Mealybugs can cause both direct and indirect damage to plants. Direct damage occurs during feeding on plant vascular tissues, which results in plant stunting, wilting, yellowing of leaves, leaf drop and possibly plant death. Indirect damage is associated with the excretion of honeydew, a clear sticky liquid that is an ideal growing medium for black sooty mold fungi, which can reduce the ability of plants to photosynthesize. Mealybug populations are difficult to mitigate with insecticides because they spend some or all of their life cycle in inaccessible areas on plants such as leaf junctures and on the underside of leaves, which may be extremely difficult to reach with sprays of contact insecticides especially when plants have complex plant architectures (many branches and leaves) (Figure 2).

Despite this, insecticides, including those with contact and also systemic activity, are still primarily used to control or regulate citrus mealybug populations. Systemic insecticides are applied preventatively to the growing medium as a drench or granule for uptake or absorption via the roots, and then translocated throughout the plant through the vascular system. Most systemic insecticides are translocated through the plant via the transpiration stream, which is the movement of water through the plant by means of the xylem or water-conducting tissues. They are primarily active on xylem and phloem-feeding insect pests with piercing-sucking mouthparts such as aphids, whiteflies, mealybugs, leafhoppers, planthoppers and soft scales, as these insect pests feed exclusively within the xylem vessel elements or phloem sieve tubes. During the feeding process, these insects withdraw and ingest lethal concentrations of the systemic insecticide’s active ingredient and are subsequently killed.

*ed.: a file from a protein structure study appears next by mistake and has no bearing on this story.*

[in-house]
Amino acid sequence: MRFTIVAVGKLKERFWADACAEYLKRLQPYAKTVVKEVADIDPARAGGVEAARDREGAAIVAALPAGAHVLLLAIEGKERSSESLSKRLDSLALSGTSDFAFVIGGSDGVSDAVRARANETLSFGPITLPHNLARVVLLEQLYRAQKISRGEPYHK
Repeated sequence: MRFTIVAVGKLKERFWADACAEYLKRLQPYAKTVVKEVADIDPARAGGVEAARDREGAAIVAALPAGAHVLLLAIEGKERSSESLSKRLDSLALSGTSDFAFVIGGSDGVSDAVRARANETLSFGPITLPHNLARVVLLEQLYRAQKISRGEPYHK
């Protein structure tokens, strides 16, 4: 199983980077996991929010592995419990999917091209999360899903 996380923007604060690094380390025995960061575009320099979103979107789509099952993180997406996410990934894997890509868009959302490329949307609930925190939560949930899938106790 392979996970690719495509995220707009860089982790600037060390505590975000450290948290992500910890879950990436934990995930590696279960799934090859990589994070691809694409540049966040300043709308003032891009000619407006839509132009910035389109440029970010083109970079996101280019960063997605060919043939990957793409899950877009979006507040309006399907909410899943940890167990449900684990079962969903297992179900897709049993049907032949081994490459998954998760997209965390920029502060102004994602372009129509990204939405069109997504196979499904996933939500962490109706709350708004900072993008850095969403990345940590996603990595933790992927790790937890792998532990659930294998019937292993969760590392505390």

There are a number of advantages associated with using drench or granular applications of systemic insecticides compared to foliar sprays. For instance, drench applications reduce exposure to workers and natural enemies such as parasitoids and predators. In addition, systemic insecticides are translocated through the plant vascular system including the xylem and phloem, protecting growth that would have been missed when applying a contact insecticide, as well as any new growth following an application. This may provide protection for extended periods of time. Furthermore, applying systemic insecticides, as drenches or granules, reduces the amount of material lost due to evaporation, light degradation and irrigation (wash-off).